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Summary: It is essential to have the right attitudes to build a dynamic church.

Three Keys to Success

1 Corinthians 16:5-12

A traveler was between flights in an airport and she was a little bit hungry, so she went tot the lounge and bought a small pack of cookies. She sat down to read her newspaper and to snack on her cookies. Gradually she became aware of a rustling sound beside her and she looked up from her newspaper and she was flabbergasted to see a well-dressed businessman beside her, eating from her package of cookies. She didn’t want to make a scene so she leaned over and took one of the cookies for herself. A minute or two passed and there was more rustling and he was helping himself to another cookie. By this time she was coming to the end of her wits and she was angry. But she just bit her lip and didn’t say anything. To add insult to injury, there was only one cookie left in the package and that stranger took it, broke it in half and shoved the other half over to her. Sometime later, still fuming, when the flight was announced, the woman opened her handbag to get her ticket and to her shock and embarrassment she found her unopened package of cookies.

Have you ever made the wrong assumption? That lady certainly did that day. Wrong assumptions can be dangerous. In studying through the book of 1 Corinthians, it is easy to make a few wrong assumptions about the Corinthian church. There are so many corrections that are directed toward the Corinthian church. So much so, that you might be tempted to assume that this church had so many problems that needed correcting that it was never a church that you wanted to imitate.

Certainly there are many areas where that’s true, but we would be wrong to assume that God didn’t love the Corinthians and we would be wrong to assume that there are things about them that are unworthy of imitation. In fact, when we come to chapter 16 of 1 Corinthians, Paul spells out some of the dynamic health that was a part of that body there, issues that are worthy of our imitation today.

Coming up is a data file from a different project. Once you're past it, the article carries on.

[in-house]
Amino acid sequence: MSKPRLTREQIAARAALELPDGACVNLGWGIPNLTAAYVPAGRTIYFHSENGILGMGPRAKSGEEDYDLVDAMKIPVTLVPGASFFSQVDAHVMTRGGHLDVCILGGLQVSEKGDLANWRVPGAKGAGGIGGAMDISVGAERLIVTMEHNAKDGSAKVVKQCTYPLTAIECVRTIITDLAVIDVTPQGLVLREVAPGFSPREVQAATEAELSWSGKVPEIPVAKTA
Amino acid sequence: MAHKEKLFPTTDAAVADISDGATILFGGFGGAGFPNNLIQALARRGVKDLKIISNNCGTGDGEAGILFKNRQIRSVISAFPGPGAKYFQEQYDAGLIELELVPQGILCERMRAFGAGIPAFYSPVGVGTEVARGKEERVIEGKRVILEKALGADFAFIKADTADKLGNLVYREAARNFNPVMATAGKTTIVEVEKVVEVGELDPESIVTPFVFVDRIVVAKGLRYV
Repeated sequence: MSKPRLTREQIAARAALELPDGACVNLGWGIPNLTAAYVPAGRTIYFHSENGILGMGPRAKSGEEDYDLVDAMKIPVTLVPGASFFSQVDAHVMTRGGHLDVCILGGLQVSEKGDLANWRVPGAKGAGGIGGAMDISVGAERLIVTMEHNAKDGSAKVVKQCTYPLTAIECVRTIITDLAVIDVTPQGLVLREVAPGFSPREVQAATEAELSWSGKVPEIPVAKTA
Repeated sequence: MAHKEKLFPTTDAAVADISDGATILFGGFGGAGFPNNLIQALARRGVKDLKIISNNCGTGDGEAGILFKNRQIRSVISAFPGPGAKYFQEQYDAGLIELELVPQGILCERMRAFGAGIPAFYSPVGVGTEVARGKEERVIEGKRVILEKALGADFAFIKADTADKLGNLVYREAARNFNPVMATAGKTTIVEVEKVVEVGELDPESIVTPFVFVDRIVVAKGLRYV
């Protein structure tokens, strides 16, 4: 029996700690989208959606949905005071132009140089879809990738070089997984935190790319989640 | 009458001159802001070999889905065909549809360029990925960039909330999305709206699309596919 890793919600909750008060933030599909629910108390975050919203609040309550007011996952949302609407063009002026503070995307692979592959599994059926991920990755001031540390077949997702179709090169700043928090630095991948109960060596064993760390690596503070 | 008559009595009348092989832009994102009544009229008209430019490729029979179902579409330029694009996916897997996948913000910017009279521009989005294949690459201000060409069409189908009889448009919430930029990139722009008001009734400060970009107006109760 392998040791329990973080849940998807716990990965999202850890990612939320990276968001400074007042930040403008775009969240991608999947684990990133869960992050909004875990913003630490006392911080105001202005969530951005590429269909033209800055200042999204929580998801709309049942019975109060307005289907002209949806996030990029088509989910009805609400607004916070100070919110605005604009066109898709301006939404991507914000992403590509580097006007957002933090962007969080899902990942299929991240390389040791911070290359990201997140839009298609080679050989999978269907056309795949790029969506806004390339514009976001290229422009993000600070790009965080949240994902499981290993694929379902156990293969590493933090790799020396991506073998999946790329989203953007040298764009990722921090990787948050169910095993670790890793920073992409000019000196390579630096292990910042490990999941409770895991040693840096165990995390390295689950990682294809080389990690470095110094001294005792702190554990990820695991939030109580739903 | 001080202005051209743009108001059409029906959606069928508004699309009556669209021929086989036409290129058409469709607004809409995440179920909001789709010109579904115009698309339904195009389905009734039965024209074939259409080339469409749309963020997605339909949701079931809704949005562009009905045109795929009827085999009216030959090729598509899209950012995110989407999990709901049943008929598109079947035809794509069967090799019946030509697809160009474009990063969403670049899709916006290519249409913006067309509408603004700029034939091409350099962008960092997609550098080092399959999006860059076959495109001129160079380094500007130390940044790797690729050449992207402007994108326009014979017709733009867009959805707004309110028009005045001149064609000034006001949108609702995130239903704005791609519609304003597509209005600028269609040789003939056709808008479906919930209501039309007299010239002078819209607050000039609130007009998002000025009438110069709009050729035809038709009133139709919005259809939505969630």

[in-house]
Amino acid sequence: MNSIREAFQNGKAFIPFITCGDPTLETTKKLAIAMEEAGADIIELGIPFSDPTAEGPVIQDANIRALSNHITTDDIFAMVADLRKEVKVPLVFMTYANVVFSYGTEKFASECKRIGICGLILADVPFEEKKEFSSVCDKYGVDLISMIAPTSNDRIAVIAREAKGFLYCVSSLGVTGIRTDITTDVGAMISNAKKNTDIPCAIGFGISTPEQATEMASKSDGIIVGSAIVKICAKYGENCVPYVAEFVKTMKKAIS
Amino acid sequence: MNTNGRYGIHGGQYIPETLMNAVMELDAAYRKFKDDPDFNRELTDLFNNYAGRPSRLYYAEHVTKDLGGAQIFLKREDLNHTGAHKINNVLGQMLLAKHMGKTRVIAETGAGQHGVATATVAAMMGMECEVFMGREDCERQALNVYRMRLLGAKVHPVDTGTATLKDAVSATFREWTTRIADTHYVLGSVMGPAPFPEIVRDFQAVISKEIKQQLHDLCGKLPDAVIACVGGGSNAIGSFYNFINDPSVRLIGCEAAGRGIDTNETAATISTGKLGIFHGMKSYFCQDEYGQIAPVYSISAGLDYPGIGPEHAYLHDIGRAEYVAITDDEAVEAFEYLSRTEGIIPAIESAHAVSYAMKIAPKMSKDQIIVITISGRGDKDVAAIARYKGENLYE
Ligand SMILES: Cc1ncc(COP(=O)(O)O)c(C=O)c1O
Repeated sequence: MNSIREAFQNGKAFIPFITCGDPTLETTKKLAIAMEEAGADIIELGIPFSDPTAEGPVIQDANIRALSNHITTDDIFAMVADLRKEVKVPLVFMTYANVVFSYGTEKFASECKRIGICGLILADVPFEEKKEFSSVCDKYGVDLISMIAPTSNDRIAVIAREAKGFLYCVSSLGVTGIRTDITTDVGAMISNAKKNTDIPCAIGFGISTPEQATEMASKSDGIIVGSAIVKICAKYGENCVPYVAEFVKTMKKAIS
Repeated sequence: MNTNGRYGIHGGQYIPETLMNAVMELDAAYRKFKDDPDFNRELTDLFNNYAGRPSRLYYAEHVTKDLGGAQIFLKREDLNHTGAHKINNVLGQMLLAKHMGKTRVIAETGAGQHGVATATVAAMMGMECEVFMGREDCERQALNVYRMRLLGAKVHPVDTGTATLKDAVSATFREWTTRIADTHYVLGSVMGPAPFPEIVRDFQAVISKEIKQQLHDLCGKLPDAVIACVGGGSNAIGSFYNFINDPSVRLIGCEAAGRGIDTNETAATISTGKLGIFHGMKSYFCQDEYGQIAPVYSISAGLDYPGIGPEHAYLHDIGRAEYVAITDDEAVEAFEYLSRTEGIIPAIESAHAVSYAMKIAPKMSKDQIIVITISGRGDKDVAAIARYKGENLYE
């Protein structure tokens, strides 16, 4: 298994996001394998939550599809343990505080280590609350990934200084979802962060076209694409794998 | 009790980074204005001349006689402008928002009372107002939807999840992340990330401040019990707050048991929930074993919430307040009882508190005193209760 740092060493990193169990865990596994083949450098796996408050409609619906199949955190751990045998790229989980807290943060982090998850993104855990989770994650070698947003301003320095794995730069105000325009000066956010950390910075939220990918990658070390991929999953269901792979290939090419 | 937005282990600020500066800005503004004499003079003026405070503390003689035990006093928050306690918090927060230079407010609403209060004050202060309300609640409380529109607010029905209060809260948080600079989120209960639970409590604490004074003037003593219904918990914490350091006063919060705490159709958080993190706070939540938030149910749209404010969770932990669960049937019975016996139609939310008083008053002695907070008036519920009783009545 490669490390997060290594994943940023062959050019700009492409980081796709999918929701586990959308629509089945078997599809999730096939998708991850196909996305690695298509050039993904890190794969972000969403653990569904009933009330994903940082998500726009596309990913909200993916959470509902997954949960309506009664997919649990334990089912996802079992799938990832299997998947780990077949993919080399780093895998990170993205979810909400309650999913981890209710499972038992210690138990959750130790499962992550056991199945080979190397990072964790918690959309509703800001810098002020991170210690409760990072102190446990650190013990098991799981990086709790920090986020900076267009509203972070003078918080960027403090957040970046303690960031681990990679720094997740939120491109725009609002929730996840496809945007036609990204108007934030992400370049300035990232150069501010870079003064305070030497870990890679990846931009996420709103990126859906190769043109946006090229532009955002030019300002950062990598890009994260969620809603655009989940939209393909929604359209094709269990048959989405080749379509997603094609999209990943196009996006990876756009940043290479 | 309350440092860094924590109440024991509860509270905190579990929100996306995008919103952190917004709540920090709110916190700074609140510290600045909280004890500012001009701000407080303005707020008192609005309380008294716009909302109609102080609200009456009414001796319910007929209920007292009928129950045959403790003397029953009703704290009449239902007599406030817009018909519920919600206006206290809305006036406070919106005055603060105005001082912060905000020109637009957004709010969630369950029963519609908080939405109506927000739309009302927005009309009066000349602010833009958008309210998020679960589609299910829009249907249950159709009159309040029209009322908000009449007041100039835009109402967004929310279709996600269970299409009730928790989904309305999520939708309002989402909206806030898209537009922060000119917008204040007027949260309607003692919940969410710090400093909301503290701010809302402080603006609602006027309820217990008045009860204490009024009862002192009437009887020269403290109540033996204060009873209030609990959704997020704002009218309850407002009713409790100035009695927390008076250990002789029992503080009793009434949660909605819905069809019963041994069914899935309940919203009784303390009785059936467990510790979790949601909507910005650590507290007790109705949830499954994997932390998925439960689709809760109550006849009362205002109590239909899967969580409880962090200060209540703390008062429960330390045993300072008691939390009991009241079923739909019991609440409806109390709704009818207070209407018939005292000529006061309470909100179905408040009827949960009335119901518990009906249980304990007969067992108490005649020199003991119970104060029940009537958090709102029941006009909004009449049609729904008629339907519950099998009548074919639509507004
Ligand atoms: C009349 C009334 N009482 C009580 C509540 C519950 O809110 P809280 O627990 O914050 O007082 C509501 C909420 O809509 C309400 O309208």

What are the vital sings of a healthy body? For our human body it is pulse rate, blood pressure, and temperature. If my pulse rate is 60-70 beats/min.: not too bad. If blood pressure is 120/80, I’m in good shape. If my temperature is 98.6, I have no complaint. These are dynamic signs of good health.

Certainly there are similar signs in the health of the church body. Signals that indicate whether or not a body of Christ is enjoying the dynamic good health that God wants it to have. This 16th chapter, I think is filled with vital signs to help us check our pulse rate, determining if we are alive and well, or headed down a path to destruction. Today it is my goal that we discover together what it means to be a healthy church so we can evaluate our own congregation and so we can evaluate our own spiritual life. A healthy church is a natural byproduct of healthy people. A healthy church requires that each of us make our own unique contributions to the life and health of the body of Christ. Let us begin today discovering that each of us holds within our grasp 3 Keys to a healthy, successful, dynamic church. Now you have the keys, every one of you, the question is – Are you willing to use the keys? Well here they are: Healthy, dynamic churches…

1. Develop a Specific Mission

[READ TEXT] Paul points out some principles of success, of health for a congregation. Look at v. 5 again because it is easy to overlook some important words in this verse (v.5) Look at the word “go” and “going”. These words have a larger impact than we can realize in the English language. In fact these words are used to describe following a systematic plan. Paul says that after I go in a step by step systematic way through Macedonia, it’s my plan then to come to you in a step by step systematic way. Paul says here that he has a predetermined plan, I have a goal in mind, I have a very specific mission that I want to accomplish. His trip through Macedonia was a part of that systematic plan. In fact, as you read this letter, then as you read in Acts and as you read in 2 Corinthians, you will see that Paul had to change his plan 3 times before he was able to carry it out. But in the end Paul achieved exactly what he had hoped to achieve.

What I would like you to see today is that healthy churches are willing to make plans, they have a specific mission, a specific purpose, they are goal-oriented. They have a specific job they want to get done for Jesus Christ. A church without a mission, a church without a purpose, a church without a goal with which it is aiming is not a healthy, dynamic church. We need to have a purpose. Healthy congregations recognize that they have a job to do and are willing to state some specific, intentional ways of accomplishing that job.

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